When SAGA SOFTWARE Inc. recently acquired a Canadian company and turned it into the organization’s Canadian indirect subsidiary, the company found itself with a new product line and a new development team.
It also faced a challenge not unfamiliar to many high-tech companies focused on expansion. The challenge was integration and it came at two levels: not only did it have to have to incorporate the new products, but the personnel as well.
“It’s a challenge we have to balance all the time. How do we do the things we need to do to drive new business and R&D activity (such as hiring new employees) while not alienating the existing folks?” said Andre Yee, vice-president of research and development for SAGA SOFTWARE Inc. in Reston, Va.
Jules Fauteux, director of recruiting and resource management for DMR Consulting Group Inc.’s Canadian division in Halifax, said this is a common dilemma. “It is important to preserve the organizational culture as it is because it is part of your past and is special to your current workforce, but at the same time you want to give fresh new ideas and fresh new approaches the opportunity to flourish.”
SAGA has come up with several ideas intended to smooth the integration of new employees into the corporate fold. They may sound like some of those “touchy feely” things, Yee said, but they are important nonetheless. Since making sure new and existing employees help each other is a top priority, the company offers a mentoring program that extends even to Yee’s R&D department.
When working on new technology at SAGA, Yee said the team leaders and managers are obligated to “make sure that everyone else understands the new technology.”
A mandate of a different kind, however, requires that they also put fun into the development environment, he said. “They are mandated once a month to have a casual, fun time together.” At SAGA in Reston, Va. that includes renting out a pool hall, going out for lunch together and leaving work early to do so.
SAGA SOFTWARE (Canada) Inc.’s managing director Trevor Williams said his Canadian division has also used a “buddy” program successfully. On the first week of a job each new employee is given a buddy who ensures that he or she has adequate resources to start their job. The buddies also help to familiarize their new partners with corporate resources, benefits, etc.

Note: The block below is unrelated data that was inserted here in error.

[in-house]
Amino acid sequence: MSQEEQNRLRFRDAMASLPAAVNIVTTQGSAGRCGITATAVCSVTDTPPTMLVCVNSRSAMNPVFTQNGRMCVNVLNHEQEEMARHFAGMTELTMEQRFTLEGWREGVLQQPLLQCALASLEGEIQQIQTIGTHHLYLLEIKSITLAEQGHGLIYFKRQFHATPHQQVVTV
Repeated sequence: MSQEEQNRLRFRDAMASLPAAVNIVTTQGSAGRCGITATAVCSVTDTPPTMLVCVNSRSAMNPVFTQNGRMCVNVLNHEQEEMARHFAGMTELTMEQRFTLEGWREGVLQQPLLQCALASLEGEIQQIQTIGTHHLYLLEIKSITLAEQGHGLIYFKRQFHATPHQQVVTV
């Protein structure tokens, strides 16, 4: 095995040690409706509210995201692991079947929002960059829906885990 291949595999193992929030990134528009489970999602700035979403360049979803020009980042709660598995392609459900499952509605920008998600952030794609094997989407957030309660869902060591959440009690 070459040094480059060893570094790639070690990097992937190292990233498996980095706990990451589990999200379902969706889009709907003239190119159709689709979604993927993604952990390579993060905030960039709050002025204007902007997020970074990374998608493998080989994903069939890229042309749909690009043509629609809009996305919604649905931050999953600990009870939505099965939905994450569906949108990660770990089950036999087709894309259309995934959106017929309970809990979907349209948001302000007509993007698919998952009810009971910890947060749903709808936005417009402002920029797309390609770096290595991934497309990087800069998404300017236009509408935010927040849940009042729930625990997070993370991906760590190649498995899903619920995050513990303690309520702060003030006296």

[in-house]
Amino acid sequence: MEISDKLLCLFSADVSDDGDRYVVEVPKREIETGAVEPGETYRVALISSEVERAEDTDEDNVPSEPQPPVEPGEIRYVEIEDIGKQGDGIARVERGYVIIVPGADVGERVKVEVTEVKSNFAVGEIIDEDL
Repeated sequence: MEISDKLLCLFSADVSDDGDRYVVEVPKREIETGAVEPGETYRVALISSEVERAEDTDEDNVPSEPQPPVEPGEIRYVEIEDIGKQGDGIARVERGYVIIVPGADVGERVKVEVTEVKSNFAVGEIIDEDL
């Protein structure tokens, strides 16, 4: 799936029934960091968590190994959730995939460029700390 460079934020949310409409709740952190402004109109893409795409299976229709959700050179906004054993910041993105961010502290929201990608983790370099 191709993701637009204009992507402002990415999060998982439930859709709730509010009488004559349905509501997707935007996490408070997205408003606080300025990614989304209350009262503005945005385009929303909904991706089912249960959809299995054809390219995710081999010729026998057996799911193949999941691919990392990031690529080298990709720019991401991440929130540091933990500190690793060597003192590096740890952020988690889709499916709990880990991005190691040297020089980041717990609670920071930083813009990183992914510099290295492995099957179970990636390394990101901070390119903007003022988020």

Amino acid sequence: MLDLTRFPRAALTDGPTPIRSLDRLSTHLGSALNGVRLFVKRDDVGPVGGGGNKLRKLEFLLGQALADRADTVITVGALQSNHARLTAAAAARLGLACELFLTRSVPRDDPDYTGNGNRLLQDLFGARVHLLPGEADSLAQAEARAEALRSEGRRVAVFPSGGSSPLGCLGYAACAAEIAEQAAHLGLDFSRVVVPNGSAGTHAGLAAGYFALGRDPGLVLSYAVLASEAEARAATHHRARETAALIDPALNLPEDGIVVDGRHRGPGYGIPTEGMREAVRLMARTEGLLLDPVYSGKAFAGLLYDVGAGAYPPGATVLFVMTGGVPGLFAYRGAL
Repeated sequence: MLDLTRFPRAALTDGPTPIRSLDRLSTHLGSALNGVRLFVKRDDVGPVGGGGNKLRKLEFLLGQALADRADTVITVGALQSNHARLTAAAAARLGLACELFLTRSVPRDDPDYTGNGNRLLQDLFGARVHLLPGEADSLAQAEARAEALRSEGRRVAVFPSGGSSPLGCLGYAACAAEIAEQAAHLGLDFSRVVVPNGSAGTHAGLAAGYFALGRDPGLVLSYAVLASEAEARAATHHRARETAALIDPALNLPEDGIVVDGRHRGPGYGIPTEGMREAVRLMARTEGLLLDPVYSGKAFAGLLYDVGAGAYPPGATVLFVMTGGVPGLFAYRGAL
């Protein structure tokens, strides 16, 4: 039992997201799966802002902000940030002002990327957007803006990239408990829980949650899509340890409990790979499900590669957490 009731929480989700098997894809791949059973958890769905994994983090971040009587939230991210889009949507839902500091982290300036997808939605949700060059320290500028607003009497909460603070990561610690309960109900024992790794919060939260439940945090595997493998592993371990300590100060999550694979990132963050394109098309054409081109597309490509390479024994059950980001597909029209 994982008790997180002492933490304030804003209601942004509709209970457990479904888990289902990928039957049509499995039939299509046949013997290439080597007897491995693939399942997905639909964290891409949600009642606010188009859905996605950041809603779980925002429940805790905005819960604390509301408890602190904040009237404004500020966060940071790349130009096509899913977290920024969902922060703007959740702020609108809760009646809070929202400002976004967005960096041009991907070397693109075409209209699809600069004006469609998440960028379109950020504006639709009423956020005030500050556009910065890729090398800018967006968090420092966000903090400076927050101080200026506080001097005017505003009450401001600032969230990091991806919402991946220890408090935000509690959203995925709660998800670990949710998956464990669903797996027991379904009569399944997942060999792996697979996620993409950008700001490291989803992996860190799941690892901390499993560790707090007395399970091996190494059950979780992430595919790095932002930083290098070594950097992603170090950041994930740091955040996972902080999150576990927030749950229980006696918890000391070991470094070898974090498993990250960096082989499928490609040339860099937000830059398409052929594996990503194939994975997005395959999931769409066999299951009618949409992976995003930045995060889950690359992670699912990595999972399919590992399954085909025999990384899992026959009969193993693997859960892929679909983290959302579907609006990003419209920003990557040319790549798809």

It is a strategy that may sound obvious, Williams said, but it goes a long way to making people feel comfortable and “breaking down the strangeness barrier.”
Tony Martino, director of human resources for Toronto-based Xerox Canada Inc., who recently hired a couple hundred people in a “blitz hire” for its New Brunswick call centre, said part of the personnel integration problem may be resolved by finding the right candidates during the hiring phase.
According to Martino, you not only want an employee with the required technical skills, but the people skills and the ability to progress through the organization. This helps, he said, when “you want to bring new blood later on into that particular assignment.”
According to Williams, “we spend a lot of time telling people they own their own career…we tell them they have to make themselves marketable,” Williams said. “And if I don’t make somebody twice as marketable in a year than they are today, then I’ve failed (as a manager).”
Both Williams and Yee agree the onus is on the manager to make a staff transition as smooth as possible. “The message has to be loud and clear from the top,” Yee said. “The existing people need to be assured they are valued for their current contribution.”
One example is SAGA’s transition plan for people working on existing products so “they understand that while they invest and work on the existing products, the company has not forgotten them. If they contribute in the existing products there is a migration plan that allows them to move to newer technologies,” Yee explained.
This is important, Williams concurred, because “you can’t have everybody working on the sexy stuff all the time so everybody has to play a part and you have to show them that it won’t be forever and that they will be recognized.”